Can you taste the difference in 2 starting gravity points in the finished beer? I mean if your OG was 1.050 and your target recipe was 1.048 would you know? I know you don't get a lot of practice at comparing now if you use your method every time, but perhaps this is something that caused this type of deliberate methods?

Also, If you mash for an extra 15 minutes (I know you said your mashing methods were discussed on the forum, but I don't see them atm) are you concerned about dextrins being broken down into simple sugars? thanks

Offline tom_hampton

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Re: Gravity readings
« Reply #29 on: December 03, 2013, 05:58:59 PM »
Hey good stuff Tom. Just wondering..

Can you taste the difference in 2 starting gravity points in the finished beer? I mean if your OG was 1.050 and your target recipe was 1.048 would you know? I know you don't get a lot of practice at comparing now if you use your method every time, but perhaps this is something that caused this type of deliberate methods?

Honestly? No, I can't.  4?....Maybe  More than 4?...definitely.  The point is to control the process to some level below the perception threshold of the intended audience.   Any brewer can choose that threshold according to their own standards.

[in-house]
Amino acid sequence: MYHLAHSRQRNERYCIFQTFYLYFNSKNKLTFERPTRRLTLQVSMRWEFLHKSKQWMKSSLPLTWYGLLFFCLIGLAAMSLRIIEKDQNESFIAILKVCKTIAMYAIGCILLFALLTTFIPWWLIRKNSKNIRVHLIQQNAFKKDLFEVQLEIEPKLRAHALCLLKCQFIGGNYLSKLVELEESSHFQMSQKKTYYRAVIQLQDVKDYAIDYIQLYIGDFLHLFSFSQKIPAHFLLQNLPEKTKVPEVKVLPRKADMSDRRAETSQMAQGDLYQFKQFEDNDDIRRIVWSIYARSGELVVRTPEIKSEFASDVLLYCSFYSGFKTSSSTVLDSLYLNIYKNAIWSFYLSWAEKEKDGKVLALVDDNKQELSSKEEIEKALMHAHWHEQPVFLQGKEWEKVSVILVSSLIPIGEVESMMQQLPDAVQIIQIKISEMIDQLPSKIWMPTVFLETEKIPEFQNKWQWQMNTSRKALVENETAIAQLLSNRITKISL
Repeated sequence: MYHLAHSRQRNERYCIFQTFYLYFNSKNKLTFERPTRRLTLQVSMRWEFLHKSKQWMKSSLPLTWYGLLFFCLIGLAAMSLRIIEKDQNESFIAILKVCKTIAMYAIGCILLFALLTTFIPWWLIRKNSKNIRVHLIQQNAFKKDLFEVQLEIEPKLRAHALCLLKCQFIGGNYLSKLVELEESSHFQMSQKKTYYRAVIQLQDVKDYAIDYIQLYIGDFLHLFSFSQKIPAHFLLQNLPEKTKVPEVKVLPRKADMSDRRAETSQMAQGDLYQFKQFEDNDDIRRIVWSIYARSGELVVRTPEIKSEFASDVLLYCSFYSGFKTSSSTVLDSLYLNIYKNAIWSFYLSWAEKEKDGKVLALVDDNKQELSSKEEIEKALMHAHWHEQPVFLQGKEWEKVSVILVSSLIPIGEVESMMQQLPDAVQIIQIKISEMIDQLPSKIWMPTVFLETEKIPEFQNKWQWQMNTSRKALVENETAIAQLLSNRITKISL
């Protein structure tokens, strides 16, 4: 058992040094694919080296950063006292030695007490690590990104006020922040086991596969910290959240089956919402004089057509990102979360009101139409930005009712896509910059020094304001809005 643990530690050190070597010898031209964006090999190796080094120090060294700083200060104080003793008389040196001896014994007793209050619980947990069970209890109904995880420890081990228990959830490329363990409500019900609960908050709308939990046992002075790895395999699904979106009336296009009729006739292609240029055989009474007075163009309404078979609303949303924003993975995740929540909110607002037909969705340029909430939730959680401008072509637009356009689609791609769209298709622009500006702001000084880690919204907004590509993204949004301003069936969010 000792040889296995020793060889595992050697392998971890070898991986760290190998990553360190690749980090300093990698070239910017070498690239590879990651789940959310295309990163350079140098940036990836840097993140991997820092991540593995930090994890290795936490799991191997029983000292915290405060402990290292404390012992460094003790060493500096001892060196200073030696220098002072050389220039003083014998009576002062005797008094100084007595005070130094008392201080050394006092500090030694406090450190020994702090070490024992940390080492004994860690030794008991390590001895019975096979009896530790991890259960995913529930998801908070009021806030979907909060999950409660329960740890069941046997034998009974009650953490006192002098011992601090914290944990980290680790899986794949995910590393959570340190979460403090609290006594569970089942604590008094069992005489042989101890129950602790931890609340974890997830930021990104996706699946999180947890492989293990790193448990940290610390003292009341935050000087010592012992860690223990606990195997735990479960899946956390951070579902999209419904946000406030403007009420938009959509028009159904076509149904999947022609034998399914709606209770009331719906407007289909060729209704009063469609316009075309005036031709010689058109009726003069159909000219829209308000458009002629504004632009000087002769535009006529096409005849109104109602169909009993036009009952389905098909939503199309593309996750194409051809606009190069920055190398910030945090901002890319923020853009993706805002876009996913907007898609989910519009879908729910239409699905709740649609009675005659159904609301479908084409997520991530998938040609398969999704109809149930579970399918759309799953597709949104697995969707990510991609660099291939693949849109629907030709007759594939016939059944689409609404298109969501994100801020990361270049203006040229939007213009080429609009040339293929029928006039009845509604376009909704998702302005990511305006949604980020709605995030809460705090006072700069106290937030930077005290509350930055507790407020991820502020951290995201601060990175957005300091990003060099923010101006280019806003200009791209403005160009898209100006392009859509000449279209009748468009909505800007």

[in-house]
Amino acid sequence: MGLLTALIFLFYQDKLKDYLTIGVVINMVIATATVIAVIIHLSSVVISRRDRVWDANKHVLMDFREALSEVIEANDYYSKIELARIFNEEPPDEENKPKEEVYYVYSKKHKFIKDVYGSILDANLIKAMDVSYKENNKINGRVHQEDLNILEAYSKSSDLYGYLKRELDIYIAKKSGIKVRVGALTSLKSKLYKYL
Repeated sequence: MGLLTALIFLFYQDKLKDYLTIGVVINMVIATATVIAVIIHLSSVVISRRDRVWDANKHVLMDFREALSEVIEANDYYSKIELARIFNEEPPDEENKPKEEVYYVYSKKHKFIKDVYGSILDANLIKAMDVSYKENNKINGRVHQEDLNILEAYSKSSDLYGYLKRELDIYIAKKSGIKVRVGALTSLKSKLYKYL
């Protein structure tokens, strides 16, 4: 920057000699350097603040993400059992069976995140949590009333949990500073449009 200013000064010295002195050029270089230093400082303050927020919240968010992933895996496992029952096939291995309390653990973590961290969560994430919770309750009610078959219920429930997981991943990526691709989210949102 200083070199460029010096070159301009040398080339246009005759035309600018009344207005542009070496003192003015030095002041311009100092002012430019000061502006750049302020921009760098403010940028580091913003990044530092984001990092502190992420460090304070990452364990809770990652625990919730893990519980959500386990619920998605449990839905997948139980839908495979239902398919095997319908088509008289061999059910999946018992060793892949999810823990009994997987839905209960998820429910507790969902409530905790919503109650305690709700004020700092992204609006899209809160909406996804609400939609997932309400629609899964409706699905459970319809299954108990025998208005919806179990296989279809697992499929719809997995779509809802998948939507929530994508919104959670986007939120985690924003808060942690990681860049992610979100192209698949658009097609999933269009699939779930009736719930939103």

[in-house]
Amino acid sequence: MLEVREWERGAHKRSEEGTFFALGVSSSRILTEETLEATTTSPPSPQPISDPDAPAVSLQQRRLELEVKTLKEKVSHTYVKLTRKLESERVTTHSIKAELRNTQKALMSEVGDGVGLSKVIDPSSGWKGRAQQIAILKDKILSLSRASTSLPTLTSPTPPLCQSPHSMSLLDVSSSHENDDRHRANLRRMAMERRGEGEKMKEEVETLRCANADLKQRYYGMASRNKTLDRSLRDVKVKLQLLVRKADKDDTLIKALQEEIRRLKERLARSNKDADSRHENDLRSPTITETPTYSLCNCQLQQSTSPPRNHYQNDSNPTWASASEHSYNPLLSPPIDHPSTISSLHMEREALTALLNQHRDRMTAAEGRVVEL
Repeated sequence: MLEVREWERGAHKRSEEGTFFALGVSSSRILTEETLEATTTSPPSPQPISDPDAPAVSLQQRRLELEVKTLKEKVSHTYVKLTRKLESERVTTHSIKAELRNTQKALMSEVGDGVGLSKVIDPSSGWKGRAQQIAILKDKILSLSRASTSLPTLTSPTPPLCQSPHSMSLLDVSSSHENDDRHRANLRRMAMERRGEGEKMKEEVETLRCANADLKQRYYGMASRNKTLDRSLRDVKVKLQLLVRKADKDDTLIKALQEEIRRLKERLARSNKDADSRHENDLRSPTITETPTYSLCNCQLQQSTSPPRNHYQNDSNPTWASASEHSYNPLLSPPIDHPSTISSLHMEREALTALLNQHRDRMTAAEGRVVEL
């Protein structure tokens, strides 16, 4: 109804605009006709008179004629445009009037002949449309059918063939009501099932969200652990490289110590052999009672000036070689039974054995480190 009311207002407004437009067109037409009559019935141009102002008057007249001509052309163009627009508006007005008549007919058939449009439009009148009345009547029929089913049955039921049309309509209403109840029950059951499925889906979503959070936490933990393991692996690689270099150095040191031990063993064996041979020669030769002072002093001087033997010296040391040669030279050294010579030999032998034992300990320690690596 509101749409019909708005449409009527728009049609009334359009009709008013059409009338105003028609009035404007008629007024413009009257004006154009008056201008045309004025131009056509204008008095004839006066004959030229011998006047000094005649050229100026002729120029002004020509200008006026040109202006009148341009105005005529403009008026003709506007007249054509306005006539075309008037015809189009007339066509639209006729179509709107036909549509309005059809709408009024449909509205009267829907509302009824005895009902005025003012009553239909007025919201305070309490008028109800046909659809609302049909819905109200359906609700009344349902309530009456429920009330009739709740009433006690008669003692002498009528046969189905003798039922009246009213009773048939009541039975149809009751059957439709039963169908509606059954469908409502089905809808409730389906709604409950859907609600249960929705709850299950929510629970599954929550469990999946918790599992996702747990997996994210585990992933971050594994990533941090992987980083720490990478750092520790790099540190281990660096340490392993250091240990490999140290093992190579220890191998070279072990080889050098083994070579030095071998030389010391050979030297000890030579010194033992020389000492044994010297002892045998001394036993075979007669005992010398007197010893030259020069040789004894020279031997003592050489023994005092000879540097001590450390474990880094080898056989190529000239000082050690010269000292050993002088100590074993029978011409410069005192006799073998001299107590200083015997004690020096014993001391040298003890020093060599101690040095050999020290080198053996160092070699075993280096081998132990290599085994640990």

Also, If you mash for an extra 15 minutes (I know you said your mashing methods were discussed on the forum, but I don't see them atm) are you concerned about dextrins being broken down into simple sugars? thanks

No.  The data I just presented above (from Kai T.) doesn't support it.  Nor does my own.  As long as you don't mash long enough for the OG to begin to FALL, FG of the final beer is determined by the Mash temp, ONLY. 

FG of the fermented wort does not change until well after OG has plateaued.

My theory (without any data) would be that dextrins are being created as quickly as they are being decomposed from the 0:40 mark out to the 1:40 mark.  At that point, all larger chain molecules have been exhausted.  At that point, dextrin conversion continues into more and more simple sugars, ultimately depleting the dextrin supply at which point the wort is almost completely simple sugars.  Once the medium chain starches are depleted, and the dextrin supply starts to decrease the ultimate FG is going to begin to fall, within the limits of the yeast attenuation.